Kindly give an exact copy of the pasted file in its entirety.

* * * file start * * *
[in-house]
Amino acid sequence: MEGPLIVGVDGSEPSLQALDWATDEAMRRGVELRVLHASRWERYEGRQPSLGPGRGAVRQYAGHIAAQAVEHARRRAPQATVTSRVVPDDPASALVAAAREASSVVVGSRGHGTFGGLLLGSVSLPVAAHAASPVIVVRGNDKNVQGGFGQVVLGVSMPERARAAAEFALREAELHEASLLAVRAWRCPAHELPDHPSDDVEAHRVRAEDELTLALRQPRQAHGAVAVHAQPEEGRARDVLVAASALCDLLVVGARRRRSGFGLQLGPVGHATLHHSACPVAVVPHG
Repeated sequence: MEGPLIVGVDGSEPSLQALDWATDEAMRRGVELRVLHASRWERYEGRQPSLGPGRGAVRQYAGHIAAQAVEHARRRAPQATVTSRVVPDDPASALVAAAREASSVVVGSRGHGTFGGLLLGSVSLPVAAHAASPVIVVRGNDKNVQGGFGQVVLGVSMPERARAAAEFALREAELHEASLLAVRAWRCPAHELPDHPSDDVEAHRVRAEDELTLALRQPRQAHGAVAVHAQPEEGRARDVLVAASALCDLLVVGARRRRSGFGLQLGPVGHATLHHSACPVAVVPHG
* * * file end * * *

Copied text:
[in-house]
Amino acid sequence: MEGPLIVGVDGSEPSLQALDWATDEAMRRGVELRVLHASRWERYEGRQPSLGPGRGAVRQYAGHIAAQAVEHARRRAPQATVTSRVVPDDPASALVAAAREASSVVVGSRGHGTFGGLLLGSVSLPVAAHAASPVIVVRGNDKNVQGGFGQVVLGVSMPERARAAAEFALREAELHEASLLAVRAWRCPAHELPDHPSDDVEAHRVRAEDELTLALRQPRQAHGAVAVHAQPEEGRARDVLVAASALCDLLVVGARRRRSGFGLQLGPVGHATLHHSACPVAVVPHG
Repeated sequence: MEGPLIVGVDGSEPSLQALDWATDEAMRRGVELRVLHASRWERYEGRQPSLGPGRGAVRQYAGHIAAQAVEHARRRAPQATVTSRVVPDDPASALVAAAREASSVVVGSRGHGTFGGLLLGSVSLPVAAHAASPVIVVRGNDKNVQGGFGQVVLGVSMPERARAAAEFALREAELHEASLLAVRAWRCPAHELPDHPSDDVEAHRVRAEDELTLALRQPRQAHGAVAVHAQPEEGRARDVLVAASALCDLLVVGARRRRSGFGLQLGPVGHATLHHSACPVAVVPHG